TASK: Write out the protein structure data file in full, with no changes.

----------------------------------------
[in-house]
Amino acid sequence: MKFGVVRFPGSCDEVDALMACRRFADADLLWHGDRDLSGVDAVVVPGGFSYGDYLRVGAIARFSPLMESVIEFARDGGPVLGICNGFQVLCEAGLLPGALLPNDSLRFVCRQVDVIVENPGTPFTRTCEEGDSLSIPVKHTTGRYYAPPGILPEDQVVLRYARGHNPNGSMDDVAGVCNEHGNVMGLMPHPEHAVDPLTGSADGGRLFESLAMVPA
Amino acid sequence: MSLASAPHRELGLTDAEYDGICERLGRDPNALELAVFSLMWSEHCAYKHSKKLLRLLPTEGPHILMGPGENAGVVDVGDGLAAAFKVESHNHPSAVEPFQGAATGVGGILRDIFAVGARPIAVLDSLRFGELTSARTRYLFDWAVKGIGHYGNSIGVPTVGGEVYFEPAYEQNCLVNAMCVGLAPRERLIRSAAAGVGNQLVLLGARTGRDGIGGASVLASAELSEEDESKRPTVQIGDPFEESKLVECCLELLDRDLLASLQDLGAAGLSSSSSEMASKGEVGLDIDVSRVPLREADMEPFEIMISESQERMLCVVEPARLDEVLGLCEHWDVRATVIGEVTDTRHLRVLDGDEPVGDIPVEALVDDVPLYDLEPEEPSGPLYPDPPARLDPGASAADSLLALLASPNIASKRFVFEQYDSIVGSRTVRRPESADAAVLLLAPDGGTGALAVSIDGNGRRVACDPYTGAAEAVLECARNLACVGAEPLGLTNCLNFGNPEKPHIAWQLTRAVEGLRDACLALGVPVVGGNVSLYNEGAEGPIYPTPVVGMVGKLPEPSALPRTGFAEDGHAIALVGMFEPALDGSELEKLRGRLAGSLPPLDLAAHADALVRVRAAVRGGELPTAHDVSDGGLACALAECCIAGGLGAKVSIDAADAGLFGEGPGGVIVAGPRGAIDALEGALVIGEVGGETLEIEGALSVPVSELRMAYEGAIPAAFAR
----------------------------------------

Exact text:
[in-house]
Amino acid sequence: MKFGVVRFPGSCDEVDALMACRRFADADLLWHGDRDLSGVDAVVVPGGFSYGDYLRVGAIARFSPLMESVIEFARDGGPVLGICNGFQVLCEAGLLPGALLPNDSLRFVCRQVDVIVENPGTPFTRTCEEGDSLSIPVKHTTGRYYAPPGILPEDQVVLRYARGHNPNGSMDDVAGVCNEHGNVMGLMPHPEHAVDPLTGSADGGRLFESLAMVPA
Amino acid sequence: MSLASAPHRELGLTDAEYDGICERLGRDPNALELAVFSLMWSEHCAYKHSKKLLRLLPTEGPHILMGPGENAGVVDVGDGLAAAFKVESHNHPSAVEPFQGAATGVGGILRDIFAVGARPIAVLDSLRFGELTSARTRYLFDWAVKGIGHYGNSIGVPTVGGEVYFEPAYEQNCLVNAMCVGLAPRERLIRSAAAGVGNQLVLLGARTGRDGIGGASVLASAELSEEDESKRPTVQIGDPFEESKLVECCLELLDRDLLASLQDLGAAGLSSSSSEMASKGEVGLDIDVSRVPLREADMEPFEIMISESQERMLCVVEPARLDEVLGLCEHWDVRATVIGEVTDTRHLRVLDGDEPVGDIPVEALVDDVPLYDLEPEEPSGPLYPDPPARLDPGASAADSLLALLASPNIASKRFVFEQYDSIVGSRTVRRPESADAAVLLLAPDGGTGALAVSIDGNGRRVACDPYTGAAEAVLECARNLACVGAEPLGLTNCLNFGNPEKPHIAWQLTRAVEGLRDACLALGVPVVGGNVSLYNEGAEGPIYPTPVVGMVGKLPEPSALPRTGFAEDGHAIALVGMFEPALDGSELEKLRGRLAGSLPPLDLAAHADALVRVRAAVRGGELPTAHDVSDGGLACALAECCIAGGLGAKVSIDAADAGLFGEGPGGVIVAGPRGAIDALEGALVIGEVGGETLEIEGALSVPVSELRMAYEGAIPAAFAR